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Why You Should Never Skip Home Inspections

Posted on March 24, 2022 by Jivan Sanghera

Every person wants to buy their dream home, but the current real estate market is amping up the pressure. There is a shortage of homes and a large pool of potential buyers, thus ramping up the competition and prices.

In order to keep up with the red hot market, many buyers are opting to skip home inspections to sweeten the deal and sway sellers to choose their offer over another. In fact, according to real estate brokerage Redfin, more than 13% of buyers have waived the inspection contingency. More people are offering to waive the home inspection because they know the seller can benefit; it speeds up the closing process and is not invasive.

While skipping the inspection does allow the buyer to increase their chances of having their offer accepted, it does have its downsides; waiving the inspection contingency waives the buyer's ability to request repairs or cancel the sale if issues are discovered.

Before you and your real estate agent decide to skip the inspection, read more about it below. You may come to realize the benefits of having a property assessed before you close.

What Is The Purpose of A Home Inspection?

A home inspection is a professional assessment of a home's current condition done by a trained home inspector. The inspector assesses the inner workings of a house, including its plumbing, electrical, and heating and cooling systems, to provide the buyer with an in-depth report on the state of the house. Home inspectors can also provide an estimate for repairs,

Reasons Why You Should Never Skip A Home Inspection

A home inspection is an incredibly useful assessment when it comes to buying a new home. We will explain why you should never skip a home inspection below to help you learn why it is so important.

1. You can be stuck with costly repairs

When you skip a home inspection, you do not know about your new home's major problems. Therefore, you lose your power to negotiate; you can't negotiate with the seller to either have them lower the home price or fix any issues before the sale is finalized. You have to purchase the house as-is.

That means you will have to pay the repair costs if you encounter major issues in the near future. This can be incredibly expensive depending on the repairs and your budget. If you have just spent a lot of money on your down payment, you may not have enough to cost the cost of repairs. Then you could be left living in an unsafe house or in debt.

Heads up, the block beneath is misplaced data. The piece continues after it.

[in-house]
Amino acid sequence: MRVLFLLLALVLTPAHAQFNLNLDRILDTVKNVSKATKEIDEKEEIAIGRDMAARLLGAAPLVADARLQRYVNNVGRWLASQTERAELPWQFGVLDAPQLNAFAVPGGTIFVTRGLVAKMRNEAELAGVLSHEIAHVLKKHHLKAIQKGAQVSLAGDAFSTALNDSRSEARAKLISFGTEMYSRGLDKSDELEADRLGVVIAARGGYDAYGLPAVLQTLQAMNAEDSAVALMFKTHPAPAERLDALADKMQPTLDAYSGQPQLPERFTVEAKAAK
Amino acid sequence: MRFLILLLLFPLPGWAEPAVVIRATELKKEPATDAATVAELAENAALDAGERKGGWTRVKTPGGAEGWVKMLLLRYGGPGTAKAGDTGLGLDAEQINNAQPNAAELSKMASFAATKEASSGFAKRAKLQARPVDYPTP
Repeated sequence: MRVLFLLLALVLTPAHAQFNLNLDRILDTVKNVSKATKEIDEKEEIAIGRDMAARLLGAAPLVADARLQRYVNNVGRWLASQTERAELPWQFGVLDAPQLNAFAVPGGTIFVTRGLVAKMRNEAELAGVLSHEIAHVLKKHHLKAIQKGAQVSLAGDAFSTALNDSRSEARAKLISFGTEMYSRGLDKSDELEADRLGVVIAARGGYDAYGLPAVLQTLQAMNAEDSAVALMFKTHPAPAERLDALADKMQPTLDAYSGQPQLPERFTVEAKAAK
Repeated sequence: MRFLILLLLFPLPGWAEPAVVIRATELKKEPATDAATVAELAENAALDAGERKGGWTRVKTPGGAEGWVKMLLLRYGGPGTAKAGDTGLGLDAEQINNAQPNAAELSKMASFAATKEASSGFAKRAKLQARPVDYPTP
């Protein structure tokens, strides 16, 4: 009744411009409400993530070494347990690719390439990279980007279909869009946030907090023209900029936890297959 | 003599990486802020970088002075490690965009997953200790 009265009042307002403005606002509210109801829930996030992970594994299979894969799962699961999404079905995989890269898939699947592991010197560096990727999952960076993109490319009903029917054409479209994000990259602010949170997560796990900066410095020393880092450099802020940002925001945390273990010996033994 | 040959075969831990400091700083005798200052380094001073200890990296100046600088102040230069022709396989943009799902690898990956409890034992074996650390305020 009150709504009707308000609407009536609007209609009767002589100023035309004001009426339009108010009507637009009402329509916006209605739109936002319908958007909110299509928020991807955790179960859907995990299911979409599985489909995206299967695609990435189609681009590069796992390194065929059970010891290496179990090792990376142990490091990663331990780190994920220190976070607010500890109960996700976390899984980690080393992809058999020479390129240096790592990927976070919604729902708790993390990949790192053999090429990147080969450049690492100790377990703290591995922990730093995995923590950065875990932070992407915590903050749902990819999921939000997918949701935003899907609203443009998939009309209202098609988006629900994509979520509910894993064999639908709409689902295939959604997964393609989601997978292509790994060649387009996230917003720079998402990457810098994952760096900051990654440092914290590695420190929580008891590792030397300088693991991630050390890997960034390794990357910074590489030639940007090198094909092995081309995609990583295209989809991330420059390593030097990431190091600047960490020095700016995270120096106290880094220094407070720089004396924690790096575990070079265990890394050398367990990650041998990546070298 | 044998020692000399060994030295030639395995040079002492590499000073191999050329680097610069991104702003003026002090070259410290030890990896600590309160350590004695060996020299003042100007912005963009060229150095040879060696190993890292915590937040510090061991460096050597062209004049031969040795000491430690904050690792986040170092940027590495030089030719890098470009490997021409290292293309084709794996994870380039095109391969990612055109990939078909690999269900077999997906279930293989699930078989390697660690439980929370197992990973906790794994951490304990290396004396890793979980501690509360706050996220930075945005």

2. Overlooked issues can pose health and safety hazards

Your home is supposed to be a safe place. But, without a home inspection, you may never know if any health and safety concerns threaten your family and their wellbeing.
An inspection can identify a wide range of safety issues, including but not limited to:

  • Outdated electrical wiring
  • Deteriorating plumbing
  • Structural problems with the foundation
  • HVAC system deficiencies
  • Missing carbon monoxide and smoke detectors
  • Mould

3. Inspections reveal illegal additions or installations

A home inspection can reveal whether the seller altered or added rooms, garages, or decks to their property without the proper building permits. An inspection can also determine whether additions or installations do not comply with the Ontario Building Code.

If a buyer were to purchase and take over a mortgage for a property with illegal additions or structures, they may have difficulties obtaining insurance. Or, the new owners will have to begin the time-consuming and expensive task of obtaining permits.

4. An inspection can uncover issues hidden below the surface

A thorough inspection is critical because painting, surface-level fixes, and staged open houses can make any house look as if it is in great health. In reality, there could be many deal-breakers just below the surface.

A home inspector will look for more than just cracked walls; a home inspection means a thorough assessment of the home, including all of its systems below the surface. You will be aware of how your home is beyond surface-level appearance.

5. You can estimate future costs

After an inspection, you will receive a home inspection report. This report will detail any future repairs that will need to be done to the property. If you do not make a deal with the seller to have them fix it, you can estimate the costs of repairs.

In most cases, the home inspector will offer an estimate. They can also explain the type of work that will need to be done, allowing you to gauge whether you are willing to do the work for the house.

6. Ensure you qualify for home insurance

Did you know that some home insurance companies may not insure a home if a home inspection is not completed? An insurance company wants to ensure that their investment in your home is not risky and not knowing its pre-existing issues is a risk to their investment.

Additionally, not having insurance will leave you at risk of having to pay for damage, theft, or any other home issues that arise. This could be very expensive in the long run.

7. Peace of mind

When you waive a home inspection, you sacrifice your peace of mind for your new home. You may stay up all night wondering about the potential problems that your house may have. You may even wonder whether it was right to purchase your home without knowing what issues it has.

Maintaining the inspection contingency can reduce your stress levels and provide you peace of mind.

Thanks to a home inspection, you can sleep well at night knowing that you know everything about your home's condition. There are no unpleasant surprises; you know all of the nitty-gritty details about your home's current condition for better or worse.

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